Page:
The human dimension of this issue is utterly enormous. The economic dimension is also very great. We're here, struggling to really be serious about reducing the government's deficit, and under every scenario we can cut it quite a bit in the next five years, and then it starts to go right up again because of health care costs. So there has rarely been a time in the history of this country when an economic issue and a social issue, when an issue that affects all the big people and all the little people and all the people in between has been so tightly joined, as this health care issue.
I know there are those who say, well, we shouldn't try to deal with this; it ought to be enough just to have a fundamental budget that dramatically changes the priorities of America. But if you want to get rid of the deficit and have any money left to invest in your children and your education, your economy and your future, we have to do both.
And so I just want to reaffirm to you that all of your efforts have not been in vain, and I'm going to do my best to give us a health care reform package that can pass the Congress this year, and I'm going to do my best to fight for it, and I hope you will, too. (Applause.)
It may be that we can only do one thing at a time in this town; that may be. But I'm not prepared to acknowledge that. Congress has worked out smaller bills, but they're all different. I mean, they've got an agreement on the family and medical leave, and now they're apparently going to send me the motor voter bill I've been working on. And today, they voted for a modified line-item veto in the House, which I thought was remarkable; the first bill we've had with real bipartisan support.
I think we can do more than one thing. And I think if people understand that you have to do both of these things -- have a new budget and a new direction and a new approach to health care to get control of our deficit and our financial future and to have something left to invest in our people, our economy and our own future, I think we can do it.
And I just have to ask all of you to be committed now to be agents of change. You've done all this work on this program. And, you know, the final thing we come out with, none of you will agree with all of it. I won't agree with all of it. We're going to do the best we can to put something together that's good for America and that we can get through the United States Congress. And we're going to do our best to continue to reach out to both Democrats and Republicans as we have throughout this entire process, to try to make this an American effort, not a Bill Clinton effort, not a Democratic effort, not a Republican effort, but an American effort. America needs this.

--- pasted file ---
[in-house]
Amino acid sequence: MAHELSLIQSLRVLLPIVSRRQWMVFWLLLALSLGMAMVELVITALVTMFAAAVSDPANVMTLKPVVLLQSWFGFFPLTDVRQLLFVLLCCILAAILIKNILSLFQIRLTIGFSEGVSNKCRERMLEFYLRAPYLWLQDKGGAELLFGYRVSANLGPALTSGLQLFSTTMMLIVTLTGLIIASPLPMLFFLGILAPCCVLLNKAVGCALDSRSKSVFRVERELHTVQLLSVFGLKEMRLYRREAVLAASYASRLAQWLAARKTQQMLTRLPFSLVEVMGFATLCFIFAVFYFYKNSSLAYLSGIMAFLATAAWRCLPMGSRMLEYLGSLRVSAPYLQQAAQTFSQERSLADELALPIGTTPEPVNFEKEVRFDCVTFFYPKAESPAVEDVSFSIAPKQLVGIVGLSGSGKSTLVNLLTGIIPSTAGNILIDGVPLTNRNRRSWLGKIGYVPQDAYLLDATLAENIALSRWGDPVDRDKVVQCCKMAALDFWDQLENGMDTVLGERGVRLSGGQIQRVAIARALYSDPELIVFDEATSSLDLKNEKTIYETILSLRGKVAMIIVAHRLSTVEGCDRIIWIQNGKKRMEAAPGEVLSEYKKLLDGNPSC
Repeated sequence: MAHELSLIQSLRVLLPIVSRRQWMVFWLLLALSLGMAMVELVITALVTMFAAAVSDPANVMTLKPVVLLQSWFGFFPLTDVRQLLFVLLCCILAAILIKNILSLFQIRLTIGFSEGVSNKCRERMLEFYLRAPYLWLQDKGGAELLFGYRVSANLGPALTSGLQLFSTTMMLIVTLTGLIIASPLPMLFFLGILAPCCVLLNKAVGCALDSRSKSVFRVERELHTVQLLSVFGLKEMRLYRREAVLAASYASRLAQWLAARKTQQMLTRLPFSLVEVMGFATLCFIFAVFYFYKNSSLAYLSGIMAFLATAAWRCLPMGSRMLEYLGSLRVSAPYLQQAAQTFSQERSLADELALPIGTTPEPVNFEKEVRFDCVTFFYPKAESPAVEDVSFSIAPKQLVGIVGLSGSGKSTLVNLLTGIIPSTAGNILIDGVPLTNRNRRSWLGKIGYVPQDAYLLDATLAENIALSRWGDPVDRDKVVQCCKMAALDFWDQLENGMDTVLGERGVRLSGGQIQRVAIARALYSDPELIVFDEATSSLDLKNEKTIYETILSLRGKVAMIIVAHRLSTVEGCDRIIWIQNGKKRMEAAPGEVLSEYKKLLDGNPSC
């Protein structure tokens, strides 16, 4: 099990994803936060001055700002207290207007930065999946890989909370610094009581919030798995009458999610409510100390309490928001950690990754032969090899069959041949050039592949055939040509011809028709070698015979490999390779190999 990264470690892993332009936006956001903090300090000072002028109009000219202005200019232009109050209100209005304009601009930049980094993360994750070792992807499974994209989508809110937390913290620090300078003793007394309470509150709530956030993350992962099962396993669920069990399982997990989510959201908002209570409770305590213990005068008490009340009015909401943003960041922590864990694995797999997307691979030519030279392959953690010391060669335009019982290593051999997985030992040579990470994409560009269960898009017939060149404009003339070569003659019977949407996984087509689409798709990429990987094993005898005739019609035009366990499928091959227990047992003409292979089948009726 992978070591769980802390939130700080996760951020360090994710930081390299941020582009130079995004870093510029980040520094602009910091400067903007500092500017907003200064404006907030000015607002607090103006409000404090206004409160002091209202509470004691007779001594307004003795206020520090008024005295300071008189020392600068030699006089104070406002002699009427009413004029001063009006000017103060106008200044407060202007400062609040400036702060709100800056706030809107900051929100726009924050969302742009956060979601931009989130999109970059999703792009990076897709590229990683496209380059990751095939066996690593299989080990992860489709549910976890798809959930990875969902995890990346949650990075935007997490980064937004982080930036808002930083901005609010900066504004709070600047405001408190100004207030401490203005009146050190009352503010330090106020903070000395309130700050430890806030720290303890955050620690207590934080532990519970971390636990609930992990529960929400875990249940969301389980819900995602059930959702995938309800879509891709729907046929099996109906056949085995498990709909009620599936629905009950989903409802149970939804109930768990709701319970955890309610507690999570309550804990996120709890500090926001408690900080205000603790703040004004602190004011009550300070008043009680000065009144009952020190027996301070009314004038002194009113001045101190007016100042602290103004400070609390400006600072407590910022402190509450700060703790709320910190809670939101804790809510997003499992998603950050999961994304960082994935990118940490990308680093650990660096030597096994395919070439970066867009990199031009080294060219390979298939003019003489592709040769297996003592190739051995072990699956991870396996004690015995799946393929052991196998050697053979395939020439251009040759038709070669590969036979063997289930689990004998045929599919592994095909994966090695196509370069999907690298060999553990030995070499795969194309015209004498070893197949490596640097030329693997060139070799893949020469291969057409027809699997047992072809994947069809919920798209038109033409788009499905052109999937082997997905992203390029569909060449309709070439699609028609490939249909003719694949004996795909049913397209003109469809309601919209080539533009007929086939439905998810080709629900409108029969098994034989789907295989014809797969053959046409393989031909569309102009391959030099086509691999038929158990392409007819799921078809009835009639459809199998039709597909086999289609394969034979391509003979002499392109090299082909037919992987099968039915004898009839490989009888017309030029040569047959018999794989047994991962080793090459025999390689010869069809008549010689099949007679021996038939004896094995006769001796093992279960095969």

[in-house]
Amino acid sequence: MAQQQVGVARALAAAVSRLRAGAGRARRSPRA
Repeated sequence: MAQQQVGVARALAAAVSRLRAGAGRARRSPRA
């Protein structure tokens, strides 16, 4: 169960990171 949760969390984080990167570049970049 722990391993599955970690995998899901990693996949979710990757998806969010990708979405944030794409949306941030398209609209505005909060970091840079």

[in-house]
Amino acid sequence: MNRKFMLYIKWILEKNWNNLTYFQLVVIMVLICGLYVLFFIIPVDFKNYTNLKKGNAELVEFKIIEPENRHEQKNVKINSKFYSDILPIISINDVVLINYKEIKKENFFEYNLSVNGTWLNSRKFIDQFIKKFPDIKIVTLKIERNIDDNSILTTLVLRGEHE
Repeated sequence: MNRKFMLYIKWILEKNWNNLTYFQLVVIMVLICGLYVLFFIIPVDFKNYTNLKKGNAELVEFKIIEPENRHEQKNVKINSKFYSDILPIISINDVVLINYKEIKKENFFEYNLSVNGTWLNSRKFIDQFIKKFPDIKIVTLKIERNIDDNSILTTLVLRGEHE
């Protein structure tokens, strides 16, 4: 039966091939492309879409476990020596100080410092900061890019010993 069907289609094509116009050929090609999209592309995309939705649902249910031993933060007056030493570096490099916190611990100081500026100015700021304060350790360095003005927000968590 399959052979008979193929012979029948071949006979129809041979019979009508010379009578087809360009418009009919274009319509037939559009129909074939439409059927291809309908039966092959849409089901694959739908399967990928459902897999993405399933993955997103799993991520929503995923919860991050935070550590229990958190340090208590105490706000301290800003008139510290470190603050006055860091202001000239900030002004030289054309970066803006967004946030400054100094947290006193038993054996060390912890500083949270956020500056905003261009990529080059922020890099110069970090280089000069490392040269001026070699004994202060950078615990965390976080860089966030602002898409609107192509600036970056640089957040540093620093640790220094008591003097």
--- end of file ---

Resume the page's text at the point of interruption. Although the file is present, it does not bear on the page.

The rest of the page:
And I'll say this: You know, when this group began to get together, I kept reading all this stuff about secrecy. And, you know, shoot, I've read more about everything you've done in the press than anything else I've seen. (Laughter.) If you can't keep a secret in Washington with two people, you sure can't keep a secret with 1,000. (Laughter.)
I think you've been great. I want to ask you to commit now to do what you can. A lot of you don't come from here. A lot of you live out in the country where a lot of these problems are being grappled with. When you go home, try to mobilize your friends to tell your members of Congress that the time is now. The time is now to deal with this. And if you do live here and you have even more contacts on the Hill or with others that can influence this process, use your time now to pass it. Don't let all your work have been in vain. This is a magic moment in the history of this issue. People have been working for decades just to have the circumstances which exist now. And I hardly see anybody who doesn't admit that the time has come to do something, to do something bold and do something substantial, to do something we can live with from years to come that will really make our country better off, our people more secure, healthier and happier.
We're going to have enough insecurity as it is in America; and everybody is, with all the changes that are going on in this world. The least we can do is to join the mainstream of the world in taking care of our people better, providing a comprehensive, affordable, good, quality health care system. And it's good for the economy. If we can get that idea across we can prevail.
I need your help now to carry the fight to the floors of the Congress, both chambers and both parties. And let's lift this issue up, let's keep it high in America's mind and heart, and let's make sure that all this work you have done will be rewarded for generations to come.
This is a real moment in the history of this country. We can be a part of it. Now the time has come to bring it home.
Thank you very much.
Q Mr. President, does this reconvening of the peace talks take the pressure off you at all, sir? (Laughter.)
THE PRESIDENT: Well, let's see what happens there. Let's see what happens. Let's see how serious they are. You know, they've said things before and not meant it. If they mean it now, so much the better. I'll see.
Q How are you going to know if they mean it, sir?
THE PRESIDENT: We will know them by their deeds, not their words.
END6:55 P.M. EDT